By Andy Hale
Since George Floyd’s death in May, dozens of Confederate monuments and statues have been removed across the South.
Despite the momentum to have these visages banished, nearly 44% of Americans believe that they should remain in place (Morning Consult/Politico).
I’m sure you have had or witnessed a lively debate with someone who falls into the 44%.
There is a reason that so many Americans, especially in the South, are so unmoving of their ardent defense of the Confederate statues, monuments, and the flag. You see, when you have believed a lie for so long, it is hard to convince yourself that it is not valid. And these statues, monuments, and flags are emboldening icons of these lies.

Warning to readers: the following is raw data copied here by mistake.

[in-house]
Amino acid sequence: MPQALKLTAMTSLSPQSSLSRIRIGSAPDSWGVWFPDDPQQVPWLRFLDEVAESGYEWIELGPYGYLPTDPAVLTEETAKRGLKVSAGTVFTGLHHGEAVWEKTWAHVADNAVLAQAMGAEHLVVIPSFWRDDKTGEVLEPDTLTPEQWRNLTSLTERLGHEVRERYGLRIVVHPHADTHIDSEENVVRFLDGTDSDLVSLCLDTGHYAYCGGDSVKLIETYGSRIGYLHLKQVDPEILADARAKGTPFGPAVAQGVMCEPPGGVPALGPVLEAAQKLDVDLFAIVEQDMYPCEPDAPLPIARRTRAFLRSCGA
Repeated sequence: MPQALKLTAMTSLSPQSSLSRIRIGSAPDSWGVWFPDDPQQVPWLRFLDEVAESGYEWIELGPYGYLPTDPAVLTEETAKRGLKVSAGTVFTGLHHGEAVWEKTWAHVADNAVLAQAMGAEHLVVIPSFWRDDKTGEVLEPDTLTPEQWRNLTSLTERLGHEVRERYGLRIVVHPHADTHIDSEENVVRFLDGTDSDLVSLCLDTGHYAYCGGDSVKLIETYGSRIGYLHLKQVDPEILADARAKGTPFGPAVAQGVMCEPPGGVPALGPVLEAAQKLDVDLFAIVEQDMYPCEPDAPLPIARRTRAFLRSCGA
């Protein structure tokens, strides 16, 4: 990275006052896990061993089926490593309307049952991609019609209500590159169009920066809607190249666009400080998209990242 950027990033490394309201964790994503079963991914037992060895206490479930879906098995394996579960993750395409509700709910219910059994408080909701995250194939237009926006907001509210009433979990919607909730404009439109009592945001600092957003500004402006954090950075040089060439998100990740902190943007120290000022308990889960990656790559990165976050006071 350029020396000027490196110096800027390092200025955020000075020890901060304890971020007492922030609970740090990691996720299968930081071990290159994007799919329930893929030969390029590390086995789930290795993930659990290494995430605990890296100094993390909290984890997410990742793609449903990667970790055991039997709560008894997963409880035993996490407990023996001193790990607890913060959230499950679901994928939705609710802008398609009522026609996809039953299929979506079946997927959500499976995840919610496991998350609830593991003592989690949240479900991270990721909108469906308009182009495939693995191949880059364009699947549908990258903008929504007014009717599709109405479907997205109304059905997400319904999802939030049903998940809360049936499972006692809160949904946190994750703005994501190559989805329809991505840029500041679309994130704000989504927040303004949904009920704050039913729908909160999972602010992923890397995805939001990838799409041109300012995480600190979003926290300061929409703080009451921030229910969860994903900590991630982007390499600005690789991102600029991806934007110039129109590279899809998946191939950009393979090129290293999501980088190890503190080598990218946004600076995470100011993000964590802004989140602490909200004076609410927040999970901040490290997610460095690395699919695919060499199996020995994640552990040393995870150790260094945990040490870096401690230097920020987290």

“In many ways, the firestorms surrounding race, slavery, prisoner treatment, or Lee’s legacy centered on how white Southerners wanted to remember and be remembered,” said Christopher Moore on the CBF Podcast. Dr. Moore is author of Apostle of the Lost Cause: J. William Jones, Baptists, and the Development of Confederate Memory.
We sat down with the church historian to track the history and work of Southern Baptist leader J. William Jones, his influence of the post-Civil War South, and the formation of the lie propagated to this day about the Southern Cause.
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Andy Hale created and hosts the podcast of the Cooperative Baptist Fellowship. Hale is the senior pastor of University Baptist Church of Baton Rouge, Louisiana, following eight years as the founding pastor of Mosaic Church of Clayton and five years as CBF’s church start specialist. Follow on Twitter @haleandy